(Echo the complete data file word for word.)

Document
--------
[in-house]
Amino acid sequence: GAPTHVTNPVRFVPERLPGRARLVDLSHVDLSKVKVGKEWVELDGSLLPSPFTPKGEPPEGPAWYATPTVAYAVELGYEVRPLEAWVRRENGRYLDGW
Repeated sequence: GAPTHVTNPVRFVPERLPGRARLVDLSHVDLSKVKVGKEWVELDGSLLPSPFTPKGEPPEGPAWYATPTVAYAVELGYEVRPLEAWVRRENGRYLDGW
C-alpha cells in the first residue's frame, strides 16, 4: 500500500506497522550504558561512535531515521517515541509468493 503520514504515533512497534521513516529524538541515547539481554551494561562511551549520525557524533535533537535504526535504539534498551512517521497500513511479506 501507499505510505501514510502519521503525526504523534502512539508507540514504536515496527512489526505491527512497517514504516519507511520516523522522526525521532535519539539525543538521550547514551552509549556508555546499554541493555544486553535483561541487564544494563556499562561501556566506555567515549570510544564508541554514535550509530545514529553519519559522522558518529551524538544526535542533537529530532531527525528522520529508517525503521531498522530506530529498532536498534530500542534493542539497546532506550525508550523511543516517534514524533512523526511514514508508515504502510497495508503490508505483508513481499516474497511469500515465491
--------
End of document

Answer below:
[in-house]
Amino acid sequence: GAPTHVTNPVRFVPERLPGRARLVDLSHVDLSKVKVGKEWVELDGSLLPSPFTPKGEPPEGPAWYATPTVAYAVELGYEVRPLEAWVRRENGRYLDGW
Repeated sequence: GAPTHVTNPVRFVPERLPGRARLVDLSHVDLSKVKVGKEWVELDGSLLPSPFTPKGEPPEGPAWYATPTVAYAVELGYEVRPLEAWVRRENGRYLDGW
C-alpha cells in the first residue's frame, strides 16, 4: 500500500506497522550504558561512535531515521517515541509468493 503520514504515533512497534521513516529524538541515547539481554551494561562511551549520525557524533535533537535504526535504539534498551512517521497500513511479506 501507499505510505501514510502519521503525526504523534502512539508507540514504536515496527512489526505491527512497517514504516519507511520516523522522526525521532535519539539525543538521550547514551552509549556508555546499554541493555544486553535483561541487564544494563556499562561501556566506555567515549570510544564508541554514535550509530545514529553519519559522522558518529551524538544526535542533537529530532531527525528522520529508517525503521531498522530506530529498532536498534530500542534493542539497546532506550525508550523511543516517534514524533512523526511514514508508515504502510497495508503490508505483508513481499516474497511469500515465491